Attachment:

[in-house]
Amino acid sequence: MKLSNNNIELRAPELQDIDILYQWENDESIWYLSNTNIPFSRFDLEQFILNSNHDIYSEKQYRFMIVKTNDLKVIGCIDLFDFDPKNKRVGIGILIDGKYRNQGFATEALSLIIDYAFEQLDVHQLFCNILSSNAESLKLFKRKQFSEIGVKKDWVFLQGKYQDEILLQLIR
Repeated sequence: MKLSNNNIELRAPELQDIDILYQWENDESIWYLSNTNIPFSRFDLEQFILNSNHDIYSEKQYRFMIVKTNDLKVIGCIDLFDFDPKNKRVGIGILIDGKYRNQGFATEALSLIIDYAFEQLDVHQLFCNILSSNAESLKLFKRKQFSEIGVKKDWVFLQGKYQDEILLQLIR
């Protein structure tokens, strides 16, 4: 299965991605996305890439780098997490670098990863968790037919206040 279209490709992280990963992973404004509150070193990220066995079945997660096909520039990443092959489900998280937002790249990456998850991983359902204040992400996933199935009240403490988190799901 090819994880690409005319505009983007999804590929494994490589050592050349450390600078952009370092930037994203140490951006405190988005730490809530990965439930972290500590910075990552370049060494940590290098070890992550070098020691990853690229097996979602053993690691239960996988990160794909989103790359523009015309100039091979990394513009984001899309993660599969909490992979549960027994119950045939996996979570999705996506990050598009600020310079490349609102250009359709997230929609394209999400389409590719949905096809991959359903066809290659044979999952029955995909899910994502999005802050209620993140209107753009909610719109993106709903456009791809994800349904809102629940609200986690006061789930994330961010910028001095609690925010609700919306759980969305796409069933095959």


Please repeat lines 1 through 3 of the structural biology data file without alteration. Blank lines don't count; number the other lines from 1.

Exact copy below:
[in-house]
Amino acid sequence: MKLSNNNIELRAPELQDIDILYQWENDESIWYLSNTNIPFSRFDLEQFILNSNHDIYSEKQYRFMIVKTNDLKVIGCIDLFDFDPKNKRVGIGILIDGKYRNQGFATEALSLIIDYAFEQLDVHQLFCNILSSNAESLKLFKRKQFSEIGVKKDWVFLQGKYQDEILLQLIR
Repeated sequence: MKLSNNNIELRAPELQDIDILYQWENDESIWYLSNTNIPFSRFDLEQFILNSNHDIYSEKQYRFMIVKTNDLKVIGCIDLFDFDPKNKRVGIGILIDGKYRNQGFATEALSLIIDYAFEQLDVHQLFCNILSSNAESLKLFKRKQFSEIGVKKDWVFLQGKYQDEILLQLIR